I wonder whether you have ever, on an occasional or persistent basis, felt that you might not quite be good enough, or capable enough? If you have, fear not, you are not alone. Feeling not good enough, or not capable enough, is in large part characteristic of the human condition. St. Paul certainly knew what it felt like, so I suspect did the prophet Ezekiel.  One of the great lies of our time is that in order to do anything remotely useful we need to be strong, highly capable and, independently resourceful. Its a lie, or a myth, than can lead to untold pain; please don’t believe it. Its a lie or a myth that leaves little or no room for God working in and through us.

 

As Christians we need to take to heart St. Paul’s recognition that God’s power ‘is made perfect in weakness,’ and the fact that he refused to boast about anything ‘except of my weaknesses.’  The twelve apostles who were sent to proclaim the arrival of the Kingdom, and who so we are told ‘cast out many demons, and anointed with oil many who were sick and cured them,’ were hardly candidates for the front page of Hello Magazine or the Harvard Business Review. They were all, like Paul and Ezekiel, flawed and vulnerable characters. And, yet like Paul and Ezekiel they became real game changers; catalysts for the breaking in of the Kingdom.

Growing in resilience is central to growth in Christian maturity. Sometimes we hope for, and even pray for, the alleviation of all of our problems, and yet the better way is to learn to bear our equivalent of Paul’s ‘thorn’ in our sides. We become strong when we allow God to work with and through our pains and tribulations. Mother Theresa is a wonderful modern example of someone who allowed God to use and work through her vulnerability. Mother Theresa, you see, suffered terribly with feelings of black-dog, despair, depression even. She felt her self to be both physically and mentally weak and yet we know what an unbelievable contribution she made to the lives of some of the world’s poorest people.

 

Mother Theresa knew that she was sent from the relative security of her monastery to serve the street people of Calcutta. This sense of being sent is captured in the reading from Ezekiel - ‘mortal I am sending you’  and again ‘I am sending you to them.’ In the gospel reading we hear that Jesus ‘called the twelve and began to send them out two by two.’  One of the things we should prayerfully ask God is ‘to who, or where, I am being sent?’  At the end of today’s service I will invite you to ‘go in peace to love and serve the Lord.’ This week could I encourage you to ask just what this means for you? Where should you be serving and who should you be serving?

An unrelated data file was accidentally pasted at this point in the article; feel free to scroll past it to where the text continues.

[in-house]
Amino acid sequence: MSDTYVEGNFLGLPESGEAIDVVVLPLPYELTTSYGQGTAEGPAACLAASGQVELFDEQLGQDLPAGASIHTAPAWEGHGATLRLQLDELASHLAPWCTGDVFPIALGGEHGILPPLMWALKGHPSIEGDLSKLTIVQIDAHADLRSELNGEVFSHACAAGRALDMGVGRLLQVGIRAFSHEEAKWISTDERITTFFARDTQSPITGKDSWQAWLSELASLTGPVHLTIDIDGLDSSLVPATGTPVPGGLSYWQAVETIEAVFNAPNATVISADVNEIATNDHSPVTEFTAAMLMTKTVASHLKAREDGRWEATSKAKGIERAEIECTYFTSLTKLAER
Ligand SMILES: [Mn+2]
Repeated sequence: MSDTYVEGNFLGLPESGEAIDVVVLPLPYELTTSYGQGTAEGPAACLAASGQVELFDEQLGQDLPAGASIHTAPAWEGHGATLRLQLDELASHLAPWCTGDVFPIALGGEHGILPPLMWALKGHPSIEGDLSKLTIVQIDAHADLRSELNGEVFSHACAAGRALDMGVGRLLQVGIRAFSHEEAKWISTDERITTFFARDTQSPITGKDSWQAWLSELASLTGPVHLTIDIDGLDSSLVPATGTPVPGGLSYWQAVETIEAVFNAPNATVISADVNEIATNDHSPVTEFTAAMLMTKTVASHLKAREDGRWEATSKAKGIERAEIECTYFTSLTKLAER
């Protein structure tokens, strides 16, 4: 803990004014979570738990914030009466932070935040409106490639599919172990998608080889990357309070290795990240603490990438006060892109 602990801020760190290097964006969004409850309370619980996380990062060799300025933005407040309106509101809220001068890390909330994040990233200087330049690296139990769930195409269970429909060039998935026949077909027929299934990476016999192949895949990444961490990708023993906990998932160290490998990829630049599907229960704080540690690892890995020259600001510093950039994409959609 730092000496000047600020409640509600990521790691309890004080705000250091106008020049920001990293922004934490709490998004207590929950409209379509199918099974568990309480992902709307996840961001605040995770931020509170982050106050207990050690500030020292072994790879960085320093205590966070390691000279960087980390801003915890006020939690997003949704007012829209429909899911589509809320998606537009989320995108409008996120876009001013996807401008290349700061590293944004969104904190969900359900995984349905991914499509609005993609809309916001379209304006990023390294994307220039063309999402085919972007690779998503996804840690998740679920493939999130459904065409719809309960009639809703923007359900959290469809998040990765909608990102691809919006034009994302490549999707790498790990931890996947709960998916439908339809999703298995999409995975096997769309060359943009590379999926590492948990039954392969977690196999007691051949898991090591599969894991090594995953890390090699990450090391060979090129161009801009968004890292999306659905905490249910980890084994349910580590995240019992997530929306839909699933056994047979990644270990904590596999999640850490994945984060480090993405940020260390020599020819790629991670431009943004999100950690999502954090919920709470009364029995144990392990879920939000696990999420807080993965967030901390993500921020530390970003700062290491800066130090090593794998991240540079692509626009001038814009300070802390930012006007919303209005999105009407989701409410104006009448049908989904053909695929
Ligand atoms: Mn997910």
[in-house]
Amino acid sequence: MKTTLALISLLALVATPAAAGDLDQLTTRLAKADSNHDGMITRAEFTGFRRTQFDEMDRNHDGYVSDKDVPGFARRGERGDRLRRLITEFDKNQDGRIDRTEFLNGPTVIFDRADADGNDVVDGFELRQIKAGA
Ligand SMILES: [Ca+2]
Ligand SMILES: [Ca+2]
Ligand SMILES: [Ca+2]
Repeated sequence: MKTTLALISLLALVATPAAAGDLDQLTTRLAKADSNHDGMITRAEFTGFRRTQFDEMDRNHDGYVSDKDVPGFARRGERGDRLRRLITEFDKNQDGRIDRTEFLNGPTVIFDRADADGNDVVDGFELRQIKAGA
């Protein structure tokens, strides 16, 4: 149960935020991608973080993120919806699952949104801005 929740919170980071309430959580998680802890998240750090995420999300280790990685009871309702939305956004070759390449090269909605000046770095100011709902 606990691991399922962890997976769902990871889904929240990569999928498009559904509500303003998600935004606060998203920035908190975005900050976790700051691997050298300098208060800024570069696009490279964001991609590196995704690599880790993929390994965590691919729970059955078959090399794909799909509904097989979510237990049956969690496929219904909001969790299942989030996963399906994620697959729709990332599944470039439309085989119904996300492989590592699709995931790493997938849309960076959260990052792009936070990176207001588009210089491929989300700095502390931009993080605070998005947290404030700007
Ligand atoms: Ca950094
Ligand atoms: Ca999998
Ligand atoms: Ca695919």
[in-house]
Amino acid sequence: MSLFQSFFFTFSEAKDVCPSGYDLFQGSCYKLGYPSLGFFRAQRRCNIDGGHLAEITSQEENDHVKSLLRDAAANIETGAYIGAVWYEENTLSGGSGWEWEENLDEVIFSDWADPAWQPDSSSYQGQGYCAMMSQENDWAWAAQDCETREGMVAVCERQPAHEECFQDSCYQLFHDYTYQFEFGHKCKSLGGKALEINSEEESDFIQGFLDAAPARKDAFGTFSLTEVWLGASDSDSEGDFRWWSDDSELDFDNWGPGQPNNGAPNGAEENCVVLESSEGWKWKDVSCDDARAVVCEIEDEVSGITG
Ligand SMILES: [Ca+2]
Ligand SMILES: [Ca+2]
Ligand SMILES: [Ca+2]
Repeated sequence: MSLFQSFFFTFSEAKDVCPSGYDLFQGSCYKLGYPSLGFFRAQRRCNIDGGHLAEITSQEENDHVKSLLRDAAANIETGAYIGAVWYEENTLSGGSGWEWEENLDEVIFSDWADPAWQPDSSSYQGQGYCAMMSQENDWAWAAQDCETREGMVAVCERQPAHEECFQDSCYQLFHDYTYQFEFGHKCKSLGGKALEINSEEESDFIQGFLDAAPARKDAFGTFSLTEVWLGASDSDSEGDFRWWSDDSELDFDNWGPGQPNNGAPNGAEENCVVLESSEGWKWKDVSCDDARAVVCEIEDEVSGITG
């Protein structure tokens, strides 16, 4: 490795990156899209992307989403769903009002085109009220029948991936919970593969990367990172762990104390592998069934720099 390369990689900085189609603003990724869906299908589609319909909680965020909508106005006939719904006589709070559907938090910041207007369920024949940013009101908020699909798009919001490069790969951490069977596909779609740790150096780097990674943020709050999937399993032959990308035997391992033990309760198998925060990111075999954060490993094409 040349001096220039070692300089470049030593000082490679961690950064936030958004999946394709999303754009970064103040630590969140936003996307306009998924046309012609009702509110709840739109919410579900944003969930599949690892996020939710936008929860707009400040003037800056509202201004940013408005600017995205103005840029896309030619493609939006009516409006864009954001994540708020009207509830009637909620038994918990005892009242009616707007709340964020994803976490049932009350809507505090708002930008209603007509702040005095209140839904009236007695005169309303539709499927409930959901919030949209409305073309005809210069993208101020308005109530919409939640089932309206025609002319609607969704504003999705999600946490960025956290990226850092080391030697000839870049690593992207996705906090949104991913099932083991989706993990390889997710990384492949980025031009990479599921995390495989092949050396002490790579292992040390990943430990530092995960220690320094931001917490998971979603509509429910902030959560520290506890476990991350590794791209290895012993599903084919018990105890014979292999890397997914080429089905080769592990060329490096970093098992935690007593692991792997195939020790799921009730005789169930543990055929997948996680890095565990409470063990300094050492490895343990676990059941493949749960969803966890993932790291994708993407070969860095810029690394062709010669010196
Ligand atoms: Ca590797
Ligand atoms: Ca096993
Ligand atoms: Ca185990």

What strikes me about Ezekiel, Paul and the Apostles is that they were able to serve God because they trusted in God. They all had this remarkable confidence that God would provide. The Apostles, as we know, took ‘nothing for their journey,’ and yet they succeeded in their mission. But, what we also know is that trust in God and stepping out in faith won’t immunise us against worldly criticism.  Ezekiel was rejected by many despite being God’s mouthpiece and lot’s of people ‘took offence at him (Jesus),’ whilst the Apostles were clearly not welcome everywhere they visited. In many ways their success rate was poor by comparison with worldly standards, as celebrated by the likes of Hello Magazine and the Harvard Business Review.  However, the remarkable thing is that all of these years later we are still talking about them; still inspired by their stories.

 

Ezekiel, Paul, the Apostles and Mother Theresa all knew for sure that God’s strength is, paradoxically, ‘made perfect in weakness.’ Our task is simply to accept this basic spiritual truth and then to trustfully and prayerfully ask God what, and more precisely where and to whom, we should  ‘go in peace to love and serve the Lord,’ for loving and serving the Lord is what we are all sent to do.

 

Amen.

Can I ask if anyone here has a friend who they love to bits and yet who drives them crackers at times?

The relationship between Peter and Jesus must have been a little like this. Peter gets some many things right and yet he also gets so many things wrong. He is an interesting character, full of bravado at times, and yet also a little bit fickle and unreliable. And yet, he is the apostle who Jesus ultimately appoints as the one on whom he is going to build his church. Imperfect, and at times flaky, Peter is to become the rock. This is something that we should all take huge confidence from: God’s strength is perfectly capable of working in, and through, our human weakness.

 

I love the today’s reading from the epistle, for what we see is the mature Peter; the Peter who has come through numerous trials and tribulations, the Peter who has had to face his own character flaws and yet who has grown into full spiritual maturity. Peter teaches us that growing into a mature faith is a life time’s work. In the epistle what we hear is a full exposition of Christian maturity and understanding. Peter it seems has finally got it. He, finally, understands everything that is to be understood about Jesus. He understands that Jesus came to do one thing and one thing only: to ‘set us free from our sins.’ He also, again finally, shows us that the way to real and eternal freedom is to ‘entrust’ ourselves to ‘the one who judges justly.’

Just pause to think about this: the man who rejected his best friend, and his Messiah, at his hour of need, has come to the radical understanding that God is above all else merciful. It is an incredible thought isn’t it that Jesus, despite Peter’s rejection, sees though our human frailties to our potential. If you ever feel that you fall short in your faith can I invite you to reflect on the relationship between Jesus and Peter. But can I also invite you to look beyond the perceived frailties and shortcomings of others, just as Jesus did.